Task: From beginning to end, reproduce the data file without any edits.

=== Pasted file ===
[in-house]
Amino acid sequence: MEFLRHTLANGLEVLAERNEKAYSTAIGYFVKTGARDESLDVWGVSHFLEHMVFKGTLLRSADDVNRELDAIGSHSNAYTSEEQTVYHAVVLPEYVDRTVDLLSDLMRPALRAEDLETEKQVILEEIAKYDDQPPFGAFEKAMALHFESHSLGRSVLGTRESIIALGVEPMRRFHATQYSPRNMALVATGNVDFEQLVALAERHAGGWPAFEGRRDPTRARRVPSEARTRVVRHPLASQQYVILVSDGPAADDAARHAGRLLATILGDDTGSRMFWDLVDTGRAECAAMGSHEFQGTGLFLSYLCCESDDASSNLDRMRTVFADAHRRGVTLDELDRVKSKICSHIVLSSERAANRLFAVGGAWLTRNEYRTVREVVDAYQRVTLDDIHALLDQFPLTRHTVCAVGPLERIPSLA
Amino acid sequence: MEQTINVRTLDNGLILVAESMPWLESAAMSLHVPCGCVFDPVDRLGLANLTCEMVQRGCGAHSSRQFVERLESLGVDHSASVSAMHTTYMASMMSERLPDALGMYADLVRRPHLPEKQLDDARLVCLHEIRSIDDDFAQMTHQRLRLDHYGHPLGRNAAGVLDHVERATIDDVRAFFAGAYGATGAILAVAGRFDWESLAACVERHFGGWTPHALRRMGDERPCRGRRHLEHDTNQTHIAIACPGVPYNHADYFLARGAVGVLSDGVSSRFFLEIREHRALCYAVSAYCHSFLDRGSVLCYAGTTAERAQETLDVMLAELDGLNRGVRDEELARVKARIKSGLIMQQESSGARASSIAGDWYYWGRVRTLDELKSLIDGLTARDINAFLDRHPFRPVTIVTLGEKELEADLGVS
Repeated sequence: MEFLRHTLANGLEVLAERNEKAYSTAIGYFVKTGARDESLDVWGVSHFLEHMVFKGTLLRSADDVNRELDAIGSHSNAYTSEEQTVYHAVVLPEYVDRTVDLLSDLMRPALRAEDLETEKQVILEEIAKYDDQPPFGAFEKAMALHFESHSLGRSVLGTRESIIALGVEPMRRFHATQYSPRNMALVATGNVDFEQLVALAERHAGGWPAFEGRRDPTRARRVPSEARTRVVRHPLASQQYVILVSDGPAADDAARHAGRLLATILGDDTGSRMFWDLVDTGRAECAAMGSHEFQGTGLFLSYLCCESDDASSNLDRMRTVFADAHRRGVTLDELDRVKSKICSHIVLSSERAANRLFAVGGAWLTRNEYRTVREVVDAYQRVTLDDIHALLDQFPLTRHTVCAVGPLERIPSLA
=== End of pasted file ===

[in-house]
Amino acid sequence: MEFLRHTLANGLEVLAERNEKAYSTAIGYFVKTGARDESLDVWGVSHFLEHMVFKGTLLRSADDVNRELDAIGSHSNAYTSEEQTVYHAVVLPEYVDRTVDLLSDLMRPALRAEDLETEKQVILEEIAKYDDQPPFGAFEKAMALHFESHSLGRSVLGTRESIIALGVEPMRRFHATQYSPRNMALVATGNVDFEQLVALAERHAGGWPAFEGRRDPTRARRVPSEARTRVVRHPLASQQYVILVSDGPAADDAARHAGRLLATILGDDTGSRMFWDLVDTGRAECAAMGSHEFQGTGLFLSYLCCESDDASSNLDRMRTVFADAHRRGVTLDELDRVKSKICSHIVLSSERAANRLFAVGGAWLTRNEYRTVREVVDAYQRVTLDDIHALLDQFPLTRHTVCAVGPLERIPSLA
Amino acid sequence: MEQTINVRTLDNGLILVAESMPWLESAAMSLHVPCGCVFDPVDRLGLANLTCEMVQRGCGAHSSRQFVERLESLGVDHSASVSAMHTTYMASMMSERLPDALGMYADLVRRPHLPEKQLDDARLVCLHEIRSIDDDFAQMTHQRLRLDHYGHPLGRNAAGVLDHVERATIDDVRAFFAGAYGATGAILAVAGRFDWESLAACVERHFGGWTPHALRRMGDERPCRGRRHLEHDTNQTHIAIACPGVPYNHADYFLARGAVGVLSDGVSSRFFLEIREHRALCYAVSAYCHSFLDRGSVLCYAGTTAERAQETLDVMLAELDGLNRGVRDEELARVKARIKSGLIMQQESSGARASSIAGDWYYWGRVRTLDELKSLIDGLTARDINAFLDRHPFRPVTIVTLGEKELEADLGVS
Repeated sequence: MEFLRHTLANGLEVLAERNEKAYSTAIGYFVKTGARDESLDVWGVSHFLEHMVFKGTLLRSADDVNRELDAIGSHSNAYTSEEQTVYHAVVLPEYVDRTVDLLSDLMRPALRAEDLETEKQVILEEIAKYDDQPPFGAFEKAMALHFESHSLGRSVLGTRESIIALGVEPMRRFHATQYSPRNMALVATGNVDFEQLVALAERHAGGWPAFEGRRDPTRARRVPSEARTRVVRHPLASQQYVILVSDGPAADDAARHAGRLLATILGDDTGSRMFWDLVDTGRAECAAMGSHEFQGTGLFLSYLCCESDDASSNLDRMRTVFADAHRRGVTLDELDRVKSKICSHIVLSSERAANRLFAVGGAWLTRNEYRTVREVVDAYQRVTLDDIHALLDQFPLTRHTVCAVGPLERIPSLA